PHILADELPHIA - As of Oct. 20, marijuana will be decriminalized in the city of Philadelphia. The bill, which was signed by Mayor Michael Nutter on Tuesday, will be turning most possession offenses into fines. Make no mistake, this isn’t full blown legalization, possessing and using marijuana will remain a civil offense.
With the bill in place, those caught with 30 grams of marijuana or less, which is just a tad over an ounce, will be cited fined $25, reports Philadelphia Magazine. Getting caught smoking in public comes with the option of a heftier $100 fine or nine hours of community service. In addition to the fine, police will also confiscate the weed in question. According to Al Jazeera, Councilman Jim Kenney, the bill’s sponsor, says that the civil offense for marijuana possession won’t be going on anyone’s permanent records; it’s just a fine, much like a parking ticket.
While the city’s move may appear to make it easier to use marijuana, that’s hardly the intent. According to CBS, Nutter emphasized during the bill-signing that weed is still illegal: “Decriminalizing means you will not be treated as a criminal for possessing small amounts of marijuana. You will not be arrested and put it jail. But as I’ve said, marijuana is still illegal.” Kenney hopes that decriminalization will lessen the impact of making a small mistake, like possessing marijuana. According to a survey done by Connecticut’s Quinnipiac University, about 85 percent of Pennsylvanians agree.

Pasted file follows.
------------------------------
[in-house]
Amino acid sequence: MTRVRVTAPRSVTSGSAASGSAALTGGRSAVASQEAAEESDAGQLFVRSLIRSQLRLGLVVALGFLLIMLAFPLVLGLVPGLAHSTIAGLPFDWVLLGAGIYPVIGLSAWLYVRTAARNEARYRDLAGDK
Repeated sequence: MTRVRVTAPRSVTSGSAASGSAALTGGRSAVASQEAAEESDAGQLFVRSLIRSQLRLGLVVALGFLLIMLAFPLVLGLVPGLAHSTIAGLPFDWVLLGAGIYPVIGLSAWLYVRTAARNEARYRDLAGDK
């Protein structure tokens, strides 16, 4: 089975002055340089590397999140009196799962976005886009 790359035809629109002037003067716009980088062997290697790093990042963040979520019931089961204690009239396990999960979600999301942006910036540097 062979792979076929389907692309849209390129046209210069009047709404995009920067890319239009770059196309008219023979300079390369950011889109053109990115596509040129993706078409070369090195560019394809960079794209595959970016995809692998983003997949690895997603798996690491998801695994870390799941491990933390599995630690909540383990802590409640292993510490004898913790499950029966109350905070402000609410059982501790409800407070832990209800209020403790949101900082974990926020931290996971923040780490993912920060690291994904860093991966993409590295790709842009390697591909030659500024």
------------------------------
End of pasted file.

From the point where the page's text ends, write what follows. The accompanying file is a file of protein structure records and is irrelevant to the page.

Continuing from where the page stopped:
Part of the reason for the state’s support of the bill may lie in Kenney’s argument that African Americans were unfairly targeted in arrests for marijuana possession. African-Americans accounted for nearly 83 percent of the 4,614 arrests Philadelphia police made for possession of small amounts of marijuana, despite marijuana use being roughly equal among black and white Americans, reports Al Jazeera. Come late October, Philadelphia will be the largest city to decriminalize pot, hopefully providing a model for other cities to tackle their issues with marijuana use.
The Examiner/Oct. 2, 2014